The first properties usurped by FARC guerrillas will be returned to victims this week as part of the process of land restitution and reparation for victims of the armed conflict, announced Colombia’s President Juan Manuel Santos on Monday.
“This week, the minister of agriculture and his team of land restitution will be in Tolima, also presenting a claim, this time not just of paramilitaries but also of FARC, of land that the FARC have obtained in a violent and fraudulent form. The government has made it very clear: the [Restitution] Law is applied for the whole world. This is a law that we are going to apply for the FARC, for the paramilitaries and and all those who have obtained land in an illegal manner,” said Santos.
Between the southwest departments of Cauca, Caqueta and the south of Tolima, all zones of guerrilla influence, at least 370 thousand acres of land have been stripped during the last 20 years, reported Caracol Radio. While justice will determine those responsible for the theft, the Superintendent of Notaries Jorge Enrique Velez did not rule out that it is mostly the FARC that have influence on these crimes.
In agreement with information found in the computers of the killed FARC leader Jorge Briceño, alias “El Mono Jojoy,” the FARC had at least 96 pieces of land under their ownership, reaching to approximately 121,000 total acres, including an additional 66,595 animals and a total cost estimated at over $36 million.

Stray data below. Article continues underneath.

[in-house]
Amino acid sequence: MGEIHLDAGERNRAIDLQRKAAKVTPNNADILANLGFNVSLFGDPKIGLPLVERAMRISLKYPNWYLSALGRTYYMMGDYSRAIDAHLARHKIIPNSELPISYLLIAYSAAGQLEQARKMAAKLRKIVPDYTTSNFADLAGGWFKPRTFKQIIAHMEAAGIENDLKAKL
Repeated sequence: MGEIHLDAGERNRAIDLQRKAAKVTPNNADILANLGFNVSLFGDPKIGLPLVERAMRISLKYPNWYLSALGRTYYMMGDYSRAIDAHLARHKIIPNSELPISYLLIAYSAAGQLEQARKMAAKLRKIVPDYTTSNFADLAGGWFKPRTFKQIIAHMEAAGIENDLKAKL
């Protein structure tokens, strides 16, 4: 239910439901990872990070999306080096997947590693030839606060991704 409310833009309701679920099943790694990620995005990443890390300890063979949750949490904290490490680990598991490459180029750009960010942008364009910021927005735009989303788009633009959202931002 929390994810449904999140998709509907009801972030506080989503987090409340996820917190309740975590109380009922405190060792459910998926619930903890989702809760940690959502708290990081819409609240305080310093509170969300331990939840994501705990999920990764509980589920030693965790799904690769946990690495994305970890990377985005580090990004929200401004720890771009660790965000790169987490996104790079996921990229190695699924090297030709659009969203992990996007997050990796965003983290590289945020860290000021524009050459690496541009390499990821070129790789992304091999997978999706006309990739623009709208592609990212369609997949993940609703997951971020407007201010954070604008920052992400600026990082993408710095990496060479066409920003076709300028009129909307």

According to Caracol Radio, the Land Consolidation and Reconstruction Unit has indicated that there are between 12,000 and 104,000 acres of land under the hands of FARC guerrillas. The Ministry of Agriculture is also currently evaluating an alleged 21 thousand claims that make up part of nearly four million total acres claimed by displaced people.
Santos’ announcement was made just two weeks before peace talks between the government and the country’s largest guerrilla group are set to begin with intentions of ending Colombia’s 48-year-old armed conflict. Originally planned to begin on October 8 in Norway’s capital of Oslo, the talks have been pushed back by at least two to seven days because judicial authorities have been delayed in suspending arrest warrants of rebel negotiators.
The agricultural reform will be one of the points of agreement during negotiations that will later be moved to Cuba’s capital Havana.